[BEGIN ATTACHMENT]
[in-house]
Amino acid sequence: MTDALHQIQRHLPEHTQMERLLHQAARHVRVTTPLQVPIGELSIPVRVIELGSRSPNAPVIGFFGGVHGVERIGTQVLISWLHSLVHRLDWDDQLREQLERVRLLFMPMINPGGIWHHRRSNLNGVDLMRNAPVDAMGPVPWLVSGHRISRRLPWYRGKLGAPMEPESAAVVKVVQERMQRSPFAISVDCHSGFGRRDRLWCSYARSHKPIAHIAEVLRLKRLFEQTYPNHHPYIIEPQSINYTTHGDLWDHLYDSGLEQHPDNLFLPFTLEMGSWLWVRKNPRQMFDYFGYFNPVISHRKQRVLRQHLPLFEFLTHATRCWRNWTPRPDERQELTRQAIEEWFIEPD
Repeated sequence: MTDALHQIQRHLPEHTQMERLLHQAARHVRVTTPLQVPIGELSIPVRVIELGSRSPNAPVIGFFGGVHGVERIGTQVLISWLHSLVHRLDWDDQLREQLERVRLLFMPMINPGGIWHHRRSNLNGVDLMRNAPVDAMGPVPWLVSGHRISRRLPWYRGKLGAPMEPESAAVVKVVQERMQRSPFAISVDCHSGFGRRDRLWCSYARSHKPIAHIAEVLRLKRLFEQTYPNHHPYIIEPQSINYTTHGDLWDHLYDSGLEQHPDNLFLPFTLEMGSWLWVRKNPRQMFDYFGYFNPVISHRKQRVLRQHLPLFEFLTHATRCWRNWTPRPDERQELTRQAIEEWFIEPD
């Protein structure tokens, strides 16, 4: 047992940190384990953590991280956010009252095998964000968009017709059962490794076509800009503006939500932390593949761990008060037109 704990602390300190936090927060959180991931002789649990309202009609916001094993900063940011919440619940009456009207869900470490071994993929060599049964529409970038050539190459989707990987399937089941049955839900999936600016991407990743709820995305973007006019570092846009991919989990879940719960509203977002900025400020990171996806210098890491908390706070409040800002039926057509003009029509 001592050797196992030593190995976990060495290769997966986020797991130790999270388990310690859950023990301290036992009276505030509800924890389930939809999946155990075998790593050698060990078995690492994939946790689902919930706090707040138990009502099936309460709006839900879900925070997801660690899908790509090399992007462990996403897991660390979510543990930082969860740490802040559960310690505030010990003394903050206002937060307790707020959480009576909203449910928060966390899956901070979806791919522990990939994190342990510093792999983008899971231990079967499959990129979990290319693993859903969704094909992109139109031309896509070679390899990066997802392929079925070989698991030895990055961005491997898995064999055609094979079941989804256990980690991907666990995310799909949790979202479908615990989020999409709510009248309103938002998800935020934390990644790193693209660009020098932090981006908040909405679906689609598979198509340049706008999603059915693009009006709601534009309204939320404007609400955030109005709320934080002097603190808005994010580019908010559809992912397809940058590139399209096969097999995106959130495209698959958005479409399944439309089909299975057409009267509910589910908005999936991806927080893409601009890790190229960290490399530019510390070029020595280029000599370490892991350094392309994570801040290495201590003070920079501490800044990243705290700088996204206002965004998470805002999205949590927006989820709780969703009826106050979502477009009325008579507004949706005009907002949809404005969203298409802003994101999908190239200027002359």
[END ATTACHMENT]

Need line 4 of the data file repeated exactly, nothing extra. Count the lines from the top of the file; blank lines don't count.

């Protein structure tokens, strides 16, 4: 047992940190384990953590991280956010009252095998964000968009017709059962490794076509800009503006939500932390593949761990008060037109 704990602390300190936090927060959180991931002789649990309202009609916001094993900063940011919440619940009456009207869900470490071994993929060599049964529409970038050539190459989707990987399937089941049955839900999936600016991407990743709820995305973007006019570092846009991919989990879940719960509203977002900025400020990171996806210098890491908390706070409040800002039926057509003009029509 001592050797196992030593190995976990060495290769997966986020797991130790999270388990310690859950023990301290036992009276505030509800924890389930939809999946155990075998790593050698060990078995690492994939946790689902919930706090707040138990009502099936309460709006839900879900925070997801660690899908790509090399992007462990996403897991660390979510543990930082969860740490802040559960310690505030010990003394903050206002937060307790707020959480009576909203449910928060966390899956901070979806791919522990990939994190342990510093792999983008899971231990079967499959990129979990290319693993859903969704094909992109139109031309896509070679390899990066997802392929079925070989698991030895990055961005491997898995064999055609094979079941989804256990980690991907666990995310799909949790979202479908615990989020999409709510009248309103938002998800935020934390990644790193693209660009020098932090981006908040909405679906689609598979198509340049706008999603059915693009009006709601534009309204939320404007609400955030109005709320934080002097603190808005994010580019908010559809992912397809940058590139399209096969097999995106959130495209698959958005479409399944439309089909299975057409009267509910589910908005999936991806927080893409601009890790190229960290490399530019510390070029020595280029000599370490892991350094392309994570801040290495201590003070920079501490800044990243705290700088996204206002965004998470805002999205949590927006989820709780969703009826106050979502477009009325008579507004949706005009907002949809404005969203298409802003994101999908190239200027002359």